Man wanted by IRS captured in Wyoming; Aberdeen physicist was target of 18-month tax evasion probe


Warned last fall that it was likely he would be charged with federal tax evasion, Thomas A. Korjack didn't hang around to see what would happen, investigators said yesterday.

A nuclear physicist at Aberdeen Proving Ground, Korjack, 49, took out a $280,000 mortgage on his Churchville home, liquidated his investments and started missing work for days at a time, according to a federal affidavit.

A week ago, Internal Revenue Service detectives caught Korjack in Wyoming, where he was living under an assumed name. He was arrested in Cheyenne, Wyo., on March 31. On Wednesday, Korjack was indicted in U.S. District Court in Baltimore on charges of filing false and misleading tax returns from 1993 through 1995.

Neighbors told investigators that they last saw Korjack and his family packing a U-Haul truck in the middle of the night Nov. 23.

After Korjack left Maryland last fall with his wife, Lucy, and their two sons, investigators say he initially headed to Canada. He was stopped Nov. 29 by Canadian border police who found $46,000 in cash and 16 weapons stored in the U-Haul the family was driving. The family was detained for 10 hours, then told to return to the states, according to the affidavit.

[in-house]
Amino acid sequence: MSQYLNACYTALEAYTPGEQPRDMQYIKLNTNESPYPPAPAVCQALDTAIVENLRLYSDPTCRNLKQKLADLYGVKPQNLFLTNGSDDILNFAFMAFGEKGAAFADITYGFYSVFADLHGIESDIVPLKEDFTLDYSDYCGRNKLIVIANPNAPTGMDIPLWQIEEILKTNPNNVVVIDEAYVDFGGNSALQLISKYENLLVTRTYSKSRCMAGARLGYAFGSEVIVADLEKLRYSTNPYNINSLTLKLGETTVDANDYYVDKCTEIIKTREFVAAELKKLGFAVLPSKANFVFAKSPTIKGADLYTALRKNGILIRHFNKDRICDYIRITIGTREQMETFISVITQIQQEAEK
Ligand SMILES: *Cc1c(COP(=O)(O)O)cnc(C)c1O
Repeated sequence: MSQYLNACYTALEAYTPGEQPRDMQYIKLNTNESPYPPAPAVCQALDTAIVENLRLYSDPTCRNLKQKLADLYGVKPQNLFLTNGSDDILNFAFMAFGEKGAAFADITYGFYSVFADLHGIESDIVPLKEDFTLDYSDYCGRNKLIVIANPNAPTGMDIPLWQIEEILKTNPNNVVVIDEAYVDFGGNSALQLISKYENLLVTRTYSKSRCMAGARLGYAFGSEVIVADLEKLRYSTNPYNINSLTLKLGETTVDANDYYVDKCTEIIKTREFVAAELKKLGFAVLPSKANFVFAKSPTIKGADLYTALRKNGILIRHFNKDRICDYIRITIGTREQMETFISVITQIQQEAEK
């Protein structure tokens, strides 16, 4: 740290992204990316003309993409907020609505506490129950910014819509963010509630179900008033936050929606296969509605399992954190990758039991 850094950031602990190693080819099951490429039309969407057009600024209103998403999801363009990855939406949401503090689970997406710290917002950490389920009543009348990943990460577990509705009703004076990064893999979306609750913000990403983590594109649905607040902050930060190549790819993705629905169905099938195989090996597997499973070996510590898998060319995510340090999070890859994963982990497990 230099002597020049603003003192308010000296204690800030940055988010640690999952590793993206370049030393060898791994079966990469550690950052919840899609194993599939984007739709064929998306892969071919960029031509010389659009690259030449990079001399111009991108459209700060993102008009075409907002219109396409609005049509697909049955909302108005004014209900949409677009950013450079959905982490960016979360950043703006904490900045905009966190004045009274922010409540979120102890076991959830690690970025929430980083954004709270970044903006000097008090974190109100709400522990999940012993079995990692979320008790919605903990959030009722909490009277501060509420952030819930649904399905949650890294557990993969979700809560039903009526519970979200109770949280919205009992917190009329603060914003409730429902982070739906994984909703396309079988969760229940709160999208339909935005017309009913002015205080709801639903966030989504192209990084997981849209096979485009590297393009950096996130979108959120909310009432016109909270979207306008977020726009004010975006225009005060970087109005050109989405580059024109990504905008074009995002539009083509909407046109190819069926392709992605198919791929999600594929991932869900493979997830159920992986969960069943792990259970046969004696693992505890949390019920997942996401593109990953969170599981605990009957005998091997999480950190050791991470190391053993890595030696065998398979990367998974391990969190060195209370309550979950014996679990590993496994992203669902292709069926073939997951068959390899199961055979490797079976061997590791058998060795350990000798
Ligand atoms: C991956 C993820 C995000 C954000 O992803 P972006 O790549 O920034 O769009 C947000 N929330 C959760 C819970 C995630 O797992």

Korjack is being held in Wyoming, where U.S. District Judge Alan B. Johnson ruled Friday that the suspect is a flight risk, according to a Justice Department press release.

Before he was a target of federal investigators, Korjack was a high-level physicist at Aberdeen with a doctorate from the New Jersey Institute of Technology and security clearance, according to an affidavit signed in January by IRS investigator Robin L. Lord.

But his tax returns dating to 1991 raised questions with the federal government. In January 1999, the IRS completed an 18-month investigation of Korjack that turned up a number of discrepancies, according to Lord's affidavit.

For instance, In 1991 Korjack falsely claimed a loss of $24,640 on rental property in Bel Air, the affidavit charges. With his 1992 tax return, Korjack allegedly submitted six altered credit card receipts to support a medical deduction of $818.66 -- although he also inadvertently submitted the original receipts, which totaled only $38.66.

According to the affidavit, the problems continued. In 1993, Korjack allegedly failed to report $18,837 in rental income. And in 1994 and 1995, he allegedly deducted travel expenses for attending work conferences even though he already had been fully reimbursed by his employer.

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